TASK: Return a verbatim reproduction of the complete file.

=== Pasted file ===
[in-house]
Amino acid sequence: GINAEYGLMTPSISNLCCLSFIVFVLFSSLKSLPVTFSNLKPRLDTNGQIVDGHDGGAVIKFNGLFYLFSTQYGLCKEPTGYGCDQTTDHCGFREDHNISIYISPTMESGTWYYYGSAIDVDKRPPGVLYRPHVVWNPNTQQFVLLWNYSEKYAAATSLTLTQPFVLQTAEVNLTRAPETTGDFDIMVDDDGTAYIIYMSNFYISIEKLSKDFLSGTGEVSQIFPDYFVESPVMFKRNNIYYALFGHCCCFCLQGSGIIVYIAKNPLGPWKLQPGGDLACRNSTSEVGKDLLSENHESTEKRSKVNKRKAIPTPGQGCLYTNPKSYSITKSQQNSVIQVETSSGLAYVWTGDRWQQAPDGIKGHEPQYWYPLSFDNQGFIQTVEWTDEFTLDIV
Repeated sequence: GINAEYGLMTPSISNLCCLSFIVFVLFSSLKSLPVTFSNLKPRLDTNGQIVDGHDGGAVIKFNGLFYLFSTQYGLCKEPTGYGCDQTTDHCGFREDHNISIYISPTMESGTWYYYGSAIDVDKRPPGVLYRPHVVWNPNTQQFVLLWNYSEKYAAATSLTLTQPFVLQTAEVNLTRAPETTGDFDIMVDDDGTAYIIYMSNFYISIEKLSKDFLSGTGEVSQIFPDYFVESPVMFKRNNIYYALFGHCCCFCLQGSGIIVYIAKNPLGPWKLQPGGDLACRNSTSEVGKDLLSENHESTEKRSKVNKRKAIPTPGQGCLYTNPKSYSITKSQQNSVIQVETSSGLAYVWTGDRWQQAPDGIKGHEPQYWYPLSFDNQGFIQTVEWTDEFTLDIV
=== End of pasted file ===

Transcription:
[in-house]
Amino acid sequence: GINAEYGLMTPSISNLCCLSFIVFVLFSSLKSLPVTFSNLKPRLDTNGQIVDGHDGGAVIKFNGLFYLFSTQYGLCKEPTGYGCDQTTDHCGFREDHNISIYISPTMESGTWYYYGSAIDVDKRPPGVLYRPHVVWNPNTQQFVLLWNYSEKYAAATSLTLTQPFVLQTAEVNLTRAPETTGDFDIMVDDDGTAYIIYMSNFYISIEKLSKDFLSGTGEVSQIFPDYFVESPVMFKRNNIYYALFGHCCCFCLQGSGIIVYIAKNPLGPWKLQPGGDLACRNSTSEVGKDLLSENHESTEKRSKVNKRKAIPTPGQGCLYTNPKSYSITKSQQNSVIQVETSSGLAYVWTGDRWQQAPDGIKGHEPQYWYPLSFDNQGFIQTVEWTDEFTLDIV
Repeated sequence: GINAEYGLMTPSISNLCCLSFIVFVLFSSLKSLPVTFSNLKPRLDTNGQIVDGHDGGAVIKFNGLFYLFSTQYGLCKEPTGYGCDQTTDHCGFREDHNISIYISPTMESGTWYYYGSAIDVDKRPPGVLYRPHVVWNPNTQQFVLLWNYSEKYAAATSLTLTQPFVLQTAEVNLTRAPETTGDFDIMVDDDGTAYIIYMSNFYISIEKLSKDFLSGTGEVSQIFPDYFVESPVMFKRNNIYYALFGHCCCFCLQGSGIIVYIAKNPLGPWKLQPGGDLACRNSTSEVGKDLLSENHESTEKRSKVNKRKAIPTPGQGCLYTNPKSYSITKSQQNSVIQVETSSGLAYVWTGDRWQQAPDGIKGHEPQYWYPLSFDNQGFIQTVEWTDEFTLDIV